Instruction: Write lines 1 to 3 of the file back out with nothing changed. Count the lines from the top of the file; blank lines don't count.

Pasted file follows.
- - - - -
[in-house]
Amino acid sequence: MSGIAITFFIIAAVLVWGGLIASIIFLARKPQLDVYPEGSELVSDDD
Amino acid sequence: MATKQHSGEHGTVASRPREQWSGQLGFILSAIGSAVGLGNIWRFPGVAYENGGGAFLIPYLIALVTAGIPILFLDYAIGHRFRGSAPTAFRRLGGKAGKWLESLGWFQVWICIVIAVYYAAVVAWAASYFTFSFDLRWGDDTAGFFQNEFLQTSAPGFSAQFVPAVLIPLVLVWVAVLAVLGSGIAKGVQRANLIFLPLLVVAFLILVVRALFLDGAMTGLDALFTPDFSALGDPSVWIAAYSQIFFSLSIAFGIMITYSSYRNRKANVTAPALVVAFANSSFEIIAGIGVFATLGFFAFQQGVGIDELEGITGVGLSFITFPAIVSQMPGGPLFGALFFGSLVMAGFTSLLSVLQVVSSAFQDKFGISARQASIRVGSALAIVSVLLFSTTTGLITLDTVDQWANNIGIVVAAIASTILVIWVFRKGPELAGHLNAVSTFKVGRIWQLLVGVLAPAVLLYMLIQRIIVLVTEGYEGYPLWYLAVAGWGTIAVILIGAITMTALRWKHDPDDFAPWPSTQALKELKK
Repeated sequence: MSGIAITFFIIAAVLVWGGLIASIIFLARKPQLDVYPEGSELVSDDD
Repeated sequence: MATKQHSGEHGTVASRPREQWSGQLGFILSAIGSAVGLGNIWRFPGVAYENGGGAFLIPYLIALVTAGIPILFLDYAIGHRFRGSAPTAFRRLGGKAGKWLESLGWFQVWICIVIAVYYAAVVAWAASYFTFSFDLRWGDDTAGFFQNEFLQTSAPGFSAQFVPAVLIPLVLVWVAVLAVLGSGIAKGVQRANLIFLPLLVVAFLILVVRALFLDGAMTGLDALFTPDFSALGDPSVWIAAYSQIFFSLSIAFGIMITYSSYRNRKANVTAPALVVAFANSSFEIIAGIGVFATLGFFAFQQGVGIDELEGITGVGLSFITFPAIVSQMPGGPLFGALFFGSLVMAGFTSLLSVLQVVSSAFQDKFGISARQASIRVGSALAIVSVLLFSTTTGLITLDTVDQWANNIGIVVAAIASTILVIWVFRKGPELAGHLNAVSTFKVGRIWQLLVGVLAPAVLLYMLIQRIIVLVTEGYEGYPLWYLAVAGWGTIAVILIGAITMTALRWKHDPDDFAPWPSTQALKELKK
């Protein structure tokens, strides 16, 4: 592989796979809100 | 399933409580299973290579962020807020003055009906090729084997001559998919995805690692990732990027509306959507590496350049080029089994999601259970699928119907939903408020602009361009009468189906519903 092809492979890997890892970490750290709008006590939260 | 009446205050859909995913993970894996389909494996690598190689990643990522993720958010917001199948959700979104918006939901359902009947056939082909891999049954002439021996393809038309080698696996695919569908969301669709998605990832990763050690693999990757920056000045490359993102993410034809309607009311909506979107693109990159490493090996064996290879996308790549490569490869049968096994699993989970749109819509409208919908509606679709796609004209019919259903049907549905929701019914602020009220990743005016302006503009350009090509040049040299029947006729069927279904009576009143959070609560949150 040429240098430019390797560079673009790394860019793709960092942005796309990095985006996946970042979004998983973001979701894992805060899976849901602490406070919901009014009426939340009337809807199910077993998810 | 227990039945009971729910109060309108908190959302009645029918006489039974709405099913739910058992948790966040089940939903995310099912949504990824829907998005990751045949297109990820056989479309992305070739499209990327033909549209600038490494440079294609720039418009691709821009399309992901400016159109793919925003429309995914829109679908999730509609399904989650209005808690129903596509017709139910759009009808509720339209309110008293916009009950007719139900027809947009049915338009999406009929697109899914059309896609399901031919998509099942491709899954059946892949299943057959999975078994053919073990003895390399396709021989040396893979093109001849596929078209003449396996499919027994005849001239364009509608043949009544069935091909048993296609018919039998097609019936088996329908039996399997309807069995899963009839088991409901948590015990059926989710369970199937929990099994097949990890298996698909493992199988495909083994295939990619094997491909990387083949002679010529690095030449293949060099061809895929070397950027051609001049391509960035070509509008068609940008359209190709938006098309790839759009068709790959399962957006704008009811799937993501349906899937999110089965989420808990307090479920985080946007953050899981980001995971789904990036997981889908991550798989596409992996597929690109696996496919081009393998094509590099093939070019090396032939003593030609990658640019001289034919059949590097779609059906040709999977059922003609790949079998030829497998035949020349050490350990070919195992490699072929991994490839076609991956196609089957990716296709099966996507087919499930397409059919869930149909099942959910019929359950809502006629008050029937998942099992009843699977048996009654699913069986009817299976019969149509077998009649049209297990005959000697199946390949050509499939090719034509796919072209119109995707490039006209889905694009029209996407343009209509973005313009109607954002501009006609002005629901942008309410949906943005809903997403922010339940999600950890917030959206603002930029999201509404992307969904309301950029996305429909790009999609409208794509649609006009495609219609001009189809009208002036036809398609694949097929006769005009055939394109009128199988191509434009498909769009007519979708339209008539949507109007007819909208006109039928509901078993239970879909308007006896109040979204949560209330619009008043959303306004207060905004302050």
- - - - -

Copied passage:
[in-house]
Amino acid sequence: MSGIAITFFIIAAVLVWGGLIASIIFLARKPQLDVYPEGSELVSDDD
Amino acid sequence: MATKQHSGEHGTVASRPREQWSGQLGFILSAIGSAVGLGNIWRFPGVAYENGGGAFLIPYLIALVTAGIPILFLDYAIGHRFRGSAPTAFRRLGGKAGKWLESLGWFQVWICIVIAVYYAAVVAWAASYFTFSFDLRWGDDTAGFFQNEFLQTSAPGFSAQFVPAVLIPLVLVWVAVLAVLGSGIAKGVQRANLIFLPLLVVAFLILVVRALFLDGAMTGLDALFTPDFSALGDPSVWIAAYSQIFFSLSIAFGIMITYSSYRNRKANVTAPALVVAFANSSFEIIAGIGVFATLGFFAFQQGVGIDELEGITGVGLSFITFPAIVSQMPGGPLFGALFFGSLVMAGFTSLLSVLQVVSSAFQDKFGISARQASIRVGSALAIVSVLLFSTTTGLITLDTVDQWANNIGIVVAAIASTILVIWVFRKGPELAGHLNAVSTFKVGRIWQLLVGVLAPAVLLYMLIQRIIVLVTEGYEGYPLWYLAVAGWGTIAVILIGAITMTALRWKHDPDDFAPWPSTQALKELKK